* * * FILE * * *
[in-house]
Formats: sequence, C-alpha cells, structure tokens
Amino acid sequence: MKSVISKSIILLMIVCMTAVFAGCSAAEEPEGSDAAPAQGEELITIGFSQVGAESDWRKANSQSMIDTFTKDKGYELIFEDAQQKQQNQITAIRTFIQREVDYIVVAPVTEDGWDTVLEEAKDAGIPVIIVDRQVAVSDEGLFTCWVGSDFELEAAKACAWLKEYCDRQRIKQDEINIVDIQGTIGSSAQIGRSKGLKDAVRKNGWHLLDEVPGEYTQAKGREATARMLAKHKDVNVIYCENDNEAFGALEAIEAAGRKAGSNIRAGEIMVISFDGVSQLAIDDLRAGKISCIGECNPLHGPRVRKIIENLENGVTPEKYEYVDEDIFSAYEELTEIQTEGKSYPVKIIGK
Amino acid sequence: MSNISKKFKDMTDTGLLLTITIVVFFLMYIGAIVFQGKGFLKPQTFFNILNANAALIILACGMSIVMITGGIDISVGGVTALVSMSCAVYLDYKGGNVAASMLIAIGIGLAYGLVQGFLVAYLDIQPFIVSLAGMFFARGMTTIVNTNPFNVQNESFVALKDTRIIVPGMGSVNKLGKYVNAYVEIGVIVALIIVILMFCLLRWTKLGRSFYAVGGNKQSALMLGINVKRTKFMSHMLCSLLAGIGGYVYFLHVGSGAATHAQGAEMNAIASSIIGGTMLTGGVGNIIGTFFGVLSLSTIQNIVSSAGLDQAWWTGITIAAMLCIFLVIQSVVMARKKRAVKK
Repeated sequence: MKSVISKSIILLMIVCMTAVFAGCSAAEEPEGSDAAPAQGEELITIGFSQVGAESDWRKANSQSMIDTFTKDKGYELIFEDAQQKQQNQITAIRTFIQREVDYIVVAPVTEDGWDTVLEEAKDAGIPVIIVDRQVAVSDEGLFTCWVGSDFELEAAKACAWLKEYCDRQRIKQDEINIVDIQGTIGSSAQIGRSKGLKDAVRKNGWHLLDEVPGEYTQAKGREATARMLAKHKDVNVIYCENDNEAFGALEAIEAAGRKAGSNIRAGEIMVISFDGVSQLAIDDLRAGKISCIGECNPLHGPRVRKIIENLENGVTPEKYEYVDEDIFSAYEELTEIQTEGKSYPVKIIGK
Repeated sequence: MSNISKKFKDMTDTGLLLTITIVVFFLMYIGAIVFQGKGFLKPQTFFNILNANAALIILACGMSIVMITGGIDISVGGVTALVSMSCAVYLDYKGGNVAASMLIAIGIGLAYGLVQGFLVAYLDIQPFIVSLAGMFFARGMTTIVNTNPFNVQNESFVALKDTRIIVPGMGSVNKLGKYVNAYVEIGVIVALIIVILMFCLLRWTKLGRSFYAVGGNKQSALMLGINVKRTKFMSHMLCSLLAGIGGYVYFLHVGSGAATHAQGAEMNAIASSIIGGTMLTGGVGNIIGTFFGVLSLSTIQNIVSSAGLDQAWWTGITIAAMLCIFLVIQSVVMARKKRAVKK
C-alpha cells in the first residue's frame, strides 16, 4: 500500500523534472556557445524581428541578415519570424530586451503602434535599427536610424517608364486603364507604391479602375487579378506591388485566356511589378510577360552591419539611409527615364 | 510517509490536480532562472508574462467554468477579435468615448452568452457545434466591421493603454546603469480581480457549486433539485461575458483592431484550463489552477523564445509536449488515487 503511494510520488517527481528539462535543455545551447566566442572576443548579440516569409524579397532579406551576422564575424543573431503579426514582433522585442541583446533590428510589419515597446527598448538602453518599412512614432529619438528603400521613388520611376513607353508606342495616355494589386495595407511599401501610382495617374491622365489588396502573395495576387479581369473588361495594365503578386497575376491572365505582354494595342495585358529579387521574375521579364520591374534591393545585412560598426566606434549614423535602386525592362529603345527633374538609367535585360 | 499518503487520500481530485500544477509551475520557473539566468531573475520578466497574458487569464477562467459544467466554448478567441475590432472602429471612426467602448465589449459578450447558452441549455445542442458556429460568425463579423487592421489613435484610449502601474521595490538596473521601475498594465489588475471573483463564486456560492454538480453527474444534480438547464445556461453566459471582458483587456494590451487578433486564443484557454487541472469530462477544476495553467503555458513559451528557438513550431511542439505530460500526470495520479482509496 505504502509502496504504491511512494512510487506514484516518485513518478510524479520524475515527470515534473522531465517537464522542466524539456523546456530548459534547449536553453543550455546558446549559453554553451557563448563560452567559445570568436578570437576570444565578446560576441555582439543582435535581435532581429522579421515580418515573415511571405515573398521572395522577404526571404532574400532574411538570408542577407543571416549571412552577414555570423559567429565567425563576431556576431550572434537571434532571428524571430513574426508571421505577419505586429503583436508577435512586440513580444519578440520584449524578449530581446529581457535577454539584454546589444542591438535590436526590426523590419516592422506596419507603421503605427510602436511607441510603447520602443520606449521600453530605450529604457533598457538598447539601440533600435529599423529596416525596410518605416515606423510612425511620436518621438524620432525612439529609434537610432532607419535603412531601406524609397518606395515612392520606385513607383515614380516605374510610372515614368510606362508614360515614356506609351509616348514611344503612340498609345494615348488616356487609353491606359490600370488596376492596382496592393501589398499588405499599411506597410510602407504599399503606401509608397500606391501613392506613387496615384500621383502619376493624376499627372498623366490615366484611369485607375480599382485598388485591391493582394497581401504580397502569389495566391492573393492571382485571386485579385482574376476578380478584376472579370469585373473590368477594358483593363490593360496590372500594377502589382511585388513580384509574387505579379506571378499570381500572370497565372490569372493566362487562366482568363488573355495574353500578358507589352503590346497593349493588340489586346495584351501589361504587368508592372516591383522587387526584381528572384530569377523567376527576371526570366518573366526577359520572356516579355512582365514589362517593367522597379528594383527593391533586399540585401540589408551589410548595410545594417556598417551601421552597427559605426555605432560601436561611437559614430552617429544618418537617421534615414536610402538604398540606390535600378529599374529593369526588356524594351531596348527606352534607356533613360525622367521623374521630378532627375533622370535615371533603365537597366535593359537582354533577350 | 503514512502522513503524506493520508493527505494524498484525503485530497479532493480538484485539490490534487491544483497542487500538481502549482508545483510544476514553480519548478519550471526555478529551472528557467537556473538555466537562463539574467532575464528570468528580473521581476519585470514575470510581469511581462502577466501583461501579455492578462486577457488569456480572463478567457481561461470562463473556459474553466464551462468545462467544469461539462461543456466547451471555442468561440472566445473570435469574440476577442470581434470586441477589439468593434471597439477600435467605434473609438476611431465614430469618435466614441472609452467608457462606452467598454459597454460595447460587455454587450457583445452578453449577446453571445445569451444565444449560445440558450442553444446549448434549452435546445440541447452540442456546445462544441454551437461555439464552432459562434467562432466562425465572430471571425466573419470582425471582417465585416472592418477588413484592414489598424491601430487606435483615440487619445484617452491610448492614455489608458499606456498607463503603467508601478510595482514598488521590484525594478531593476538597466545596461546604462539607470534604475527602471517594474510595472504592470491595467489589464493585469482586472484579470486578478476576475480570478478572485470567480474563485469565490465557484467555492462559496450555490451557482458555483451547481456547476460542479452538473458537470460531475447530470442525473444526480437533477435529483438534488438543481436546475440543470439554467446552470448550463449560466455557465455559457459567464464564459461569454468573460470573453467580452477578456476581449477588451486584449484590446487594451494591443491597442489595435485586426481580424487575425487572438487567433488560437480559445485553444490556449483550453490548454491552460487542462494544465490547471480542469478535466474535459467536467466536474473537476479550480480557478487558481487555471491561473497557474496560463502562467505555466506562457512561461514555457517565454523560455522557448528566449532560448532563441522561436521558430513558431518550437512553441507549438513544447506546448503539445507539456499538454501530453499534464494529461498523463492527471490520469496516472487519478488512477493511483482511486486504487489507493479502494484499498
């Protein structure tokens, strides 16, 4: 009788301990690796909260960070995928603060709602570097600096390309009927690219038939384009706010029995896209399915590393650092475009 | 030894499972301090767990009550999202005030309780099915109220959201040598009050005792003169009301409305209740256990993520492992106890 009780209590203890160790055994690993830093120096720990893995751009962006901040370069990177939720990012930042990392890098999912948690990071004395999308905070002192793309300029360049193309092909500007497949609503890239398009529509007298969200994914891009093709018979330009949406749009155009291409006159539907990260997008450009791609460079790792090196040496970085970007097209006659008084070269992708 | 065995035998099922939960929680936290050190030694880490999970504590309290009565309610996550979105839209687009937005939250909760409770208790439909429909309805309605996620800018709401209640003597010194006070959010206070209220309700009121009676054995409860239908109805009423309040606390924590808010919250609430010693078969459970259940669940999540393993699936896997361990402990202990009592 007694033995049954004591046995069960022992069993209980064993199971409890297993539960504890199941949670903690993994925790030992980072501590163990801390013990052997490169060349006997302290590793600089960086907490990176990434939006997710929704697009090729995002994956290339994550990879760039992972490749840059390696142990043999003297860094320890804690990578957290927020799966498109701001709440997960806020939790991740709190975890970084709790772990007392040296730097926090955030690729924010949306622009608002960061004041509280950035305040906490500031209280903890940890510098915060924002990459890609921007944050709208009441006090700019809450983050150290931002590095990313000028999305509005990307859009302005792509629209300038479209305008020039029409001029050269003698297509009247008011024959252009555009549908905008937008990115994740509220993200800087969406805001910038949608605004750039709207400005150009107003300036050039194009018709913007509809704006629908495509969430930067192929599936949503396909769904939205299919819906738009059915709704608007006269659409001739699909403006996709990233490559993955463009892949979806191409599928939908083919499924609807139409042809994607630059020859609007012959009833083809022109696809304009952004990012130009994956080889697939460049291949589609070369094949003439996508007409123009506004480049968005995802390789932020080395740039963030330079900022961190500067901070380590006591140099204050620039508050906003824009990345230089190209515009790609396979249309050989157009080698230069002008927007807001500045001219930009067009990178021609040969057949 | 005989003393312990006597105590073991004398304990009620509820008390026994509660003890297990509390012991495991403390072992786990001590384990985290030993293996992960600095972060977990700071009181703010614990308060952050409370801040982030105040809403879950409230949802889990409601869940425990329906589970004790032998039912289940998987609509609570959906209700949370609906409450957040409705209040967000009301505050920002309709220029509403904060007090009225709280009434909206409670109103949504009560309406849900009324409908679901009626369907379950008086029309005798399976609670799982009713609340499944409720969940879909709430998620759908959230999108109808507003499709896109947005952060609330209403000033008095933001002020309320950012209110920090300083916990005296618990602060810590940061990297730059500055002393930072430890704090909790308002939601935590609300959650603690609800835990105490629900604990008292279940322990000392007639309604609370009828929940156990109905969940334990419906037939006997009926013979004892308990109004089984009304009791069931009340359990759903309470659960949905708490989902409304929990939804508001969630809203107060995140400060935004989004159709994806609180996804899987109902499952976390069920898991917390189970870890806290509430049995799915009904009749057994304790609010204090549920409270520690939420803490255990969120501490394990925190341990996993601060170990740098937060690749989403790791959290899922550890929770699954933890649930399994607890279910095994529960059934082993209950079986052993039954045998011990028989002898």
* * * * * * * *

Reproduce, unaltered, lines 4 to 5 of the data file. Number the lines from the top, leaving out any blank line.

Amino acid sequence: MSNISKKFKDMTDTGLLLTITIVVFFLMYIGAIVFQGKGFLKPQTFFNILNANAALIILACGMSIVMITGGIDISVGGVTALVSMSCAVYLDYKGGNVAASMLIAIGIGLAYGLVQGFLVAYLDIQPFIVSLAGMFFARGMTTIVNTNPFNVQNESFVALKDTRIIVPGMGSVNKLGKYVNAYVEIGVIVALIIVILMFCLLRWTKLGRSFYAVGGNKQSALMLGINVKRTKFMSHMLCSLLAGIGGYVYFLHVGSGAATHAQGAEMNAIASSIIGGTMLTGGVGNIIGTFFGVLSLSTIQNIVSSAGLDQAWWTGITIAAMLCIFLVIQSVVMARKKRAVKK
Repeated sequence: MKSVISKSIILLMIVCMTAVFAGCSAAEEPEGSDAAPAQGEELITIGFSQVGAESDWRKANSQSMIDTFTKDKGYELIFEDAQQKQQNQITAIRTFIQREVDYIVVAPVTEDGWDTVLEEAKDAGIPVIIVDRQVAVSDEGLFTCWVGSDFELEAAKACAWLKEYCDRQRIKQDEINIVDIQGTIGSSAQIGRSKGLKDAVRKNGWHLLDEVPGEYTQAKGREATARMLAKHKDVNVIYCENDNEAFGALEAIEAAGRKAGSNIRAGEIMVISFDGVSQLAIDDLRAGKISCIGECNPLHGPRVRKIIENLENGVTPEKYEYVDEDIFSAYEELTEIQTEGKSYPVKIIGK